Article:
FCN’s project reassures victims of rape and serious sexual offences that the consumables used at sexual assault referral centres are reliable and has saved £500,000 nationally for SARCs.
Sexual assault referral centres (SARCs) are a vital lifeline for victims of rape and serious sexual offences (known as RASSO) and a key part of policing’s agenda to tackle violence against women and girls.
To give victims and the public confidence in the forensic processes within SARCs, every centre must meet strict quality standards and be accredited by October 2023, according to the Forensic Science Regulator.
FCN established a project in 2021 to help SARCs validate their forensic consumable items and processes, working in collaboration with forensic service provider Cellmark Forensic Services and consumables supplier SceneSafe.
A scoping exercise identified several risks, including that some SARCs were using non-forensic DNA-grade items to recover DNA evidence and that the storage and handling of forensic consumables was not compliant to regulations.
In response to these findings the FCN provided SARCs with guidance on the right consumable items, procedures and training, to support centres to meet the ISO15189 quality standard and Forensic Science Regulator requirements.
The project aimed to demonstrate that forensic DNA-grade consumables supplied to SARCs by SceneSafe were free of detectable DNA up until the point of use, and that the SARCs’ procedures for storing and handling consumables were fit for purpose.*
All 55 SARCs in England and Wales participated, with each providing around five consumables from their stores which were tested for the presence of contaminating DNA.
A total of 261 forensic DNA-grade consumables were tested, with 19 different types of consumable manufactured up to two years ago. Every item passed the testing, according to the regulator’s code FSR-C-108.
There were also 14 non-forensic DNA-grade consumables tested, of which six failed, highlighting the importance of SARCs using forensic-grade items to recover DNA evidence.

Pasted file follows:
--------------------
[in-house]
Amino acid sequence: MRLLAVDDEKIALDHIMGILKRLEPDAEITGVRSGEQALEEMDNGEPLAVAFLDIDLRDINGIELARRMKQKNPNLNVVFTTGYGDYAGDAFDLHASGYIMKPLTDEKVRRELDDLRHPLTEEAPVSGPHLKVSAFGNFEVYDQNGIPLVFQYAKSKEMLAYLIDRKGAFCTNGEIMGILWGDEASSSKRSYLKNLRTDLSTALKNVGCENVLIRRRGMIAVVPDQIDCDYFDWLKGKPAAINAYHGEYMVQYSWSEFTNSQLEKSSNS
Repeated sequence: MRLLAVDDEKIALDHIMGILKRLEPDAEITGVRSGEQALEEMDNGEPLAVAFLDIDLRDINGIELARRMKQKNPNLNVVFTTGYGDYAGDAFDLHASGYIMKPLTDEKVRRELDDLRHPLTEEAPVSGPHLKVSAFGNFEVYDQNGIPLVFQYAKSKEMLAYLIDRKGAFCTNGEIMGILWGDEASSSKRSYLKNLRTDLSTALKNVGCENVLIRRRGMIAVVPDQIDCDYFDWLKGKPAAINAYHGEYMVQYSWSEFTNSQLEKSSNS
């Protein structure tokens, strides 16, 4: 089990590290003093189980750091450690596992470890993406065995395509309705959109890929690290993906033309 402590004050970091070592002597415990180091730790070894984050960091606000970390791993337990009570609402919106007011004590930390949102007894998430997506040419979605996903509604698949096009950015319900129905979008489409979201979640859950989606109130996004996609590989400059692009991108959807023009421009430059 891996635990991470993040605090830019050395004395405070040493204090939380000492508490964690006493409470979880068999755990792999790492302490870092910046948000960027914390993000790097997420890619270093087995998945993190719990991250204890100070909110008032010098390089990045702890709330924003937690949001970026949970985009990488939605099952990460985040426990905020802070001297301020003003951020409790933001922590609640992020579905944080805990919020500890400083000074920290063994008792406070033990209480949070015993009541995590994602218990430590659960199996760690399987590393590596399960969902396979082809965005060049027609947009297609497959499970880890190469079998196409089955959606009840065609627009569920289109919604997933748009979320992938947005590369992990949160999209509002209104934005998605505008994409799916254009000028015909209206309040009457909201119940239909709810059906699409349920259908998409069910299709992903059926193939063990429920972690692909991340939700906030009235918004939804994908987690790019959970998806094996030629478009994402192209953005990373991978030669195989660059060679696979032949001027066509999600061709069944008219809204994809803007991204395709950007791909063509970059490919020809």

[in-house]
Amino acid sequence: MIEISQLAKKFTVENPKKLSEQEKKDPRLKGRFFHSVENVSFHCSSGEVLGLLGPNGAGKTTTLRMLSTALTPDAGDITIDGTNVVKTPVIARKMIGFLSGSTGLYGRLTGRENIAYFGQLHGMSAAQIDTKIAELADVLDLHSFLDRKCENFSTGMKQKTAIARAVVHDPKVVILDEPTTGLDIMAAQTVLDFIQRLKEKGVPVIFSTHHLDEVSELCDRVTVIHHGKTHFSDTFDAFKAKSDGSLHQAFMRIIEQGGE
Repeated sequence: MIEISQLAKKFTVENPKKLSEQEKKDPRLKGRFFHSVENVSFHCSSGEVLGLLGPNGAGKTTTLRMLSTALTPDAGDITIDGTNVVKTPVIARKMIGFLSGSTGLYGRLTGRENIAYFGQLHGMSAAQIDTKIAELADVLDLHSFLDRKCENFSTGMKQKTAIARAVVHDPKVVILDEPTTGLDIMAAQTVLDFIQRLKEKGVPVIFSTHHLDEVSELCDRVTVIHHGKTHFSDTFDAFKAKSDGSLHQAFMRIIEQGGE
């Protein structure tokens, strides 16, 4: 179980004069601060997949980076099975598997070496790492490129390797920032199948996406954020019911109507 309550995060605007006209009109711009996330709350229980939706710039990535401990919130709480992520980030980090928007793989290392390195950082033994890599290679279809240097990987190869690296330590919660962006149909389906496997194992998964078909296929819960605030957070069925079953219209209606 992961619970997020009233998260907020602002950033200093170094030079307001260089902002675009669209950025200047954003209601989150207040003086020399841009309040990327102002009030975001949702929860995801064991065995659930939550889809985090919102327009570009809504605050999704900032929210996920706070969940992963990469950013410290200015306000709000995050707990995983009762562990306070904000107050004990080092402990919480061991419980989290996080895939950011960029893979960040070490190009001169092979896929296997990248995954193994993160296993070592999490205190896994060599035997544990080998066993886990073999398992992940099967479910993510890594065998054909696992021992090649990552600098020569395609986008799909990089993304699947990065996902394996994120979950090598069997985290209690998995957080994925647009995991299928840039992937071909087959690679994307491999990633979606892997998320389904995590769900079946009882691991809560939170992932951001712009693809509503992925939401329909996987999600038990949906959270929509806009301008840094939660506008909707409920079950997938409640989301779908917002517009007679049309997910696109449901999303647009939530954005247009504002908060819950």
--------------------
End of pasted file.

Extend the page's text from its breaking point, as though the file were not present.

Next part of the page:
Head of SARC Services at G4S, Joanna Hollinghurst, said:
“The opportunity the FCN gave us to be involved in this project was greatly appreciated and will be invaluable in assisting all our SARC teams in their journey to become UKAS accredited.”
FCN Quality Specialist Michelle Gaskell, who previously worked as an accreditation project manager for South Wales Police, said:
“We’ve found that consumables used in all SARCs have been manufactured to the right standard and their integrity has been maintained up to the point of use. Hopefully this provides extra reassurance to victims of these crimes. And every SARC in England and Wales is now a step closer to achieving accreditation. Thank you to Cellmark Forensic Services, SceneSafe and all the SARCs in England and Wales for collaborating with us on this project.”
It is estimated by FCN that the project has saved £500,000 by pooling resources from 55 SARCs into one national exercise rather than centres validating separately.
FCN is also hoping to use the data from this validation to remove the need for ongoing routine batch testing to be conducted by SARCs, which could save millions of pounds more without impacting on quality.
Commenting on the project, Forensic Science Regulator Gary Pugh added:
“I applaud the collaborative approach taken here, which is both operationally effective and value for money.”
The full national consumable validation report, published by FCN, is now available on Knowledge Hub.
* Forensic DNA grade consumables are available through the National Scenes of Crime Consumables (NSOCC) framework, supplied by SceneSafe, which is independently audited every year by an FCN-led consortium for compliance with ISO 18385.